John Douglas supported by Rebecca Mileham and The Sunbathers

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John Douglas supported by Rebecca Mileham and The Sunbathers

Review

The latest top class Sink or Swim promotion (look out for a lengthier appreciation of what Joe Colombi does in the magazine shortly) was John Douglas (of Trashcan Sinatras fame) at the Tin last night supported by ‘Hot Music Live Presents' featured artists The Sunbathers and Rebecca Mileham: an intriguing combination all of whom complemented each other perfectly & certainly went down with the full house of indie music fans.

Any gig which features a song as great yet obscure as Dolly Mixture's "How Come You're Such a  Hit with the Boys Jane?" (which didn't even come out during the lifespan of their career) on the music played before the bands came on was always destined to be a bit special (another piece of evidence of Joe's great taste).

"Hot Music Live" grants me something of a platform to extol the virtues of artists whose fame hasn't caught up with their  talent (there's not an awful lot of mileage in proselytising about ones you know well already) and like Clemency recently, The Sunbathers are somewhat hidden gems: that I seem to see them (in the too infrequent times I do see them) supporting former members of well known indie bands (The Chefs, Talullah Gosh, the Trashcan Sinatras) suggests that Julie & Paul's reputation extends into the realms of the great & the good.

This was a particularly interesting set though: different from any I'd previously heard from them. They've been writing a lot recently (there is the promise of another album to go with the single one they've released in their seventeen years) and the signature wistful songs about love, the seaside & summer have been joined by darker material (one about gaslighting leading to domestic abuse) and different emotions, such as how to support friends in profound emotional need. These offer new shades of delicacy & nuance into the Sunbathers' lyrical world (the wistfulness always embraced a much wider range of beach situated feelings beyond undiluted hedonism) and elevates their music still further.

I can't wait to hear the new tracks on record (though I gather they are not especially imminent) and once again I urge you to check them out.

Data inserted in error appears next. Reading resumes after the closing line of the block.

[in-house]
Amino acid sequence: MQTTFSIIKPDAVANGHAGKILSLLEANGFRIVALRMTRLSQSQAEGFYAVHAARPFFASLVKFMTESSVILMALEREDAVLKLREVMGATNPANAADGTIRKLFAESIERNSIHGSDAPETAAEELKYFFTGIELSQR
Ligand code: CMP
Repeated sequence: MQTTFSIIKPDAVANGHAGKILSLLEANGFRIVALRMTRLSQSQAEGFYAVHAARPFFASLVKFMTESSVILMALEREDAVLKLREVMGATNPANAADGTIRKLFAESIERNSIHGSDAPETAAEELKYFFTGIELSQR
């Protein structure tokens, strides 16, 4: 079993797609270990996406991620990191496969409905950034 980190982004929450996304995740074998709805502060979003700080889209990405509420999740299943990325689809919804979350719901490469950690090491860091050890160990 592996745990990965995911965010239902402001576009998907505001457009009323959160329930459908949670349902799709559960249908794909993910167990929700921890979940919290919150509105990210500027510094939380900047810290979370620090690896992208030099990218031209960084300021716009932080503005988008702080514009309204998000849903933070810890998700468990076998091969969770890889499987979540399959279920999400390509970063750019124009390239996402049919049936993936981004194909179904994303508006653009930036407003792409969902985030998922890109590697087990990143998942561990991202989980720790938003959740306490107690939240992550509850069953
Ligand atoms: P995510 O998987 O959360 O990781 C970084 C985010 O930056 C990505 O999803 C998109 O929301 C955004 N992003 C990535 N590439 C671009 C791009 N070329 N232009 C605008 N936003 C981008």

Although I've run into Rebecca at both the Clemency gig & that of Lauren South and friends recently and although I've seen her perform live with Liam Vincent and the Odd  Foxes and we also featured her solo track "Rising Tide" on ‘Hot Music Live Presents Volume Eleven', this was my first chance to catch a solo live performance.

Much of that may be due to her Odd Foxes commitments (they're working on their next album and are in great live demand) so I'm glad that this opportunity was afforded me.

Drawing on both her solo EPs, ‘Underground' and ‘Rising Tide', the one exception was a new track (possibly to be called "Holloway" or "Holloways" or "Hollow Way") which caught my attention & those with whom I spoke afterwards: can't wait for her to record this very special song.

Generally, these songs are ones she feels are not suitable for the Odd Foxes and consequently they are not necessarily very similar in style to the band's exuberant folk punk rock. That said, I did detect a possibly unconscious shift through her set: the earlier songs were delivered in a vocal style closer to the "folk" one she uses on band ones, and this evolved during the course of her performance into something much closer to rock. Equally I'd only ever seen her play fiddle before, so it's good to report that she's just as good on keyboards and again her playing moved from quite classical stylings to that rock one.

Her songs, like the LVOF ones, are often political in some respects but tend more to the overtly personal: so much so that during her most illuminating explanations of where they came from, I winced slightly at remembering my own interpretations in the reviews & the gap between them & what Rebecca was telling us.

I'm not sure quite what I expected from headliner John Douglas, not being familiar with his solo body of work I'm afraid (I got the impression that I was in an opposite position to most of the audience who knew his songs extremely well without having my experience of those of the supporting artists). Obviously replicating the sound of his old band was both a big ask for someone with just an acoustic guitar and anyway why should he? This is a distinct career.

I wonder how much he reads Yeats? What struck me was the poetic lyricism of his reflections on life, characters he'd encountered & experiences with the natural world. If he's not into Yeats at least he's working along similar lines. The songs of experience and reflection were precisely what a good writer ought to evolve into having started with jangle pop delights (how different the music world might have been had the Trashcan Sinatras achieved the commercial success of say Coldplay).

He did everything with that one guitar & the result was really lush: not something you'd expect was possible with so few ingredients. His playing sat in that interesting intersection where folk & jazz meet: though thrillingly he managed to conjure the magical jangle up for excursions into his past such as "I'm Immortal".

Otherwise his set favoured his 2023 eponymous album with songs such as "Weightlifting", "Orange Crayons", "Maid O' The Loch", "The Sleeping Policeman", "I'm Not The Fella" and the Syd Barrett tribute "Oranges & Apples" all featured to general delight.

Like I said, an evening of immaculate quality & songs about grown-up feelings performed with nuance, skill & love. Three superb acts & another fine piece of Joe Colombi alchemy.

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